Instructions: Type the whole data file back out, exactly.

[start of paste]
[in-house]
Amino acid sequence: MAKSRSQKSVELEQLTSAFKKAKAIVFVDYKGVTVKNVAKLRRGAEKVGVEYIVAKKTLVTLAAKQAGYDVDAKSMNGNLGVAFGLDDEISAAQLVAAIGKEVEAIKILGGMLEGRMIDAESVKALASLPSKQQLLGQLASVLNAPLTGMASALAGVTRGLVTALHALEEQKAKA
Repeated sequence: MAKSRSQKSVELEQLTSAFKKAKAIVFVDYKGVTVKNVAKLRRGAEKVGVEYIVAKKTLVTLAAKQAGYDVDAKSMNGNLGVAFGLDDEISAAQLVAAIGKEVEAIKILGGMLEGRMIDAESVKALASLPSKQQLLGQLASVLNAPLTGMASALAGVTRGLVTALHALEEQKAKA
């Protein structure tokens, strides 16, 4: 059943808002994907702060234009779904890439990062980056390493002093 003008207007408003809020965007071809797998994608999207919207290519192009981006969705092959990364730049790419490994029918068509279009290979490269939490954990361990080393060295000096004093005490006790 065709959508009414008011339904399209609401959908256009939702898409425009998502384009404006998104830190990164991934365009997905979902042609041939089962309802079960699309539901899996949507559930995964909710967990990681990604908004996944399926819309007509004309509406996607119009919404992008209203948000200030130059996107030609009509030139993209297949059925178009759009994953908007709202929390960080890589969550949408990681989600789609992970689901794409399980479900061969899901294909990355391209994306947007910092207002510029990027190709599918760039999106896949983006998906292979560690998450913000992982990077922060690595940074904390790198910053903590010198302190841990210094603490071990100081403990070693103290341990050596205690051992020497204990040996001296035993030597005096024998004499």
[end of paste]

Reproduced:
[in-house]
Amino acid sequence: MAKSRSQKSVELEQLTSAFKKAKAIVFVDYKGVTVKNVAKLRRGAEKVGVEYIVAKKTLVTLAAKQAGYDVDAKSMNGNLGVAFGLDDEISAAQLVAAIGKEVEAIKILGGMLEGRMIDAESVKALASLPSKQQLLGQLASVLNAPLTGMASALAGVTRGLVTALHALEEQKAKA
Repeated sequence: MAKSRSQKSVELEQLTSAFKKAKAIVFVDYKGVTVKNVAKLRRGAEKVGVEYIVAKKTLVTLAAKQAGYDVDAKSMNGNLGVAFGLDDEISAAQLVAAIGKEVEAIKILGGMLEGRMIDAESVKALASLPSKQQLLGQLASVLNAPLTGMASALAGVTRGLVTALHALEEQKAKA
């Protein structure tokens, strides 16, 4: 059943808002994907702060234009779904890439990062980056390493002093 003008207007408003809020965007071809797998994608999207919207290519192009981006969705092959990364730049790419490994029918068509279009290979490269939490954990361990080393060295000096004093005490006790 065709959508009414008011339904399209609401959908256009939702898409425009998502384009404006998104830190990164991934365009997905979902042609041939089962309802079960699309539901899996949507559930995964909710967990990681990604908004996944399926819309007509004309509406996607119009919404992008209203948000200030130059996107030609009509030139993209297949059925178009759009994953908007709202929390960080890589969550949408990681989600789609992970689901794409399980479900061969899901294909990355391209994306947007910092207002510029990027190709599918760039999106896949983006998906292979560690998450913000992982990077922060690595940074904390790198910053903590010198302190841990210094603490071990100081403990070693103290341990050596205690051992020497204990040996001296035993030597005096024998004499």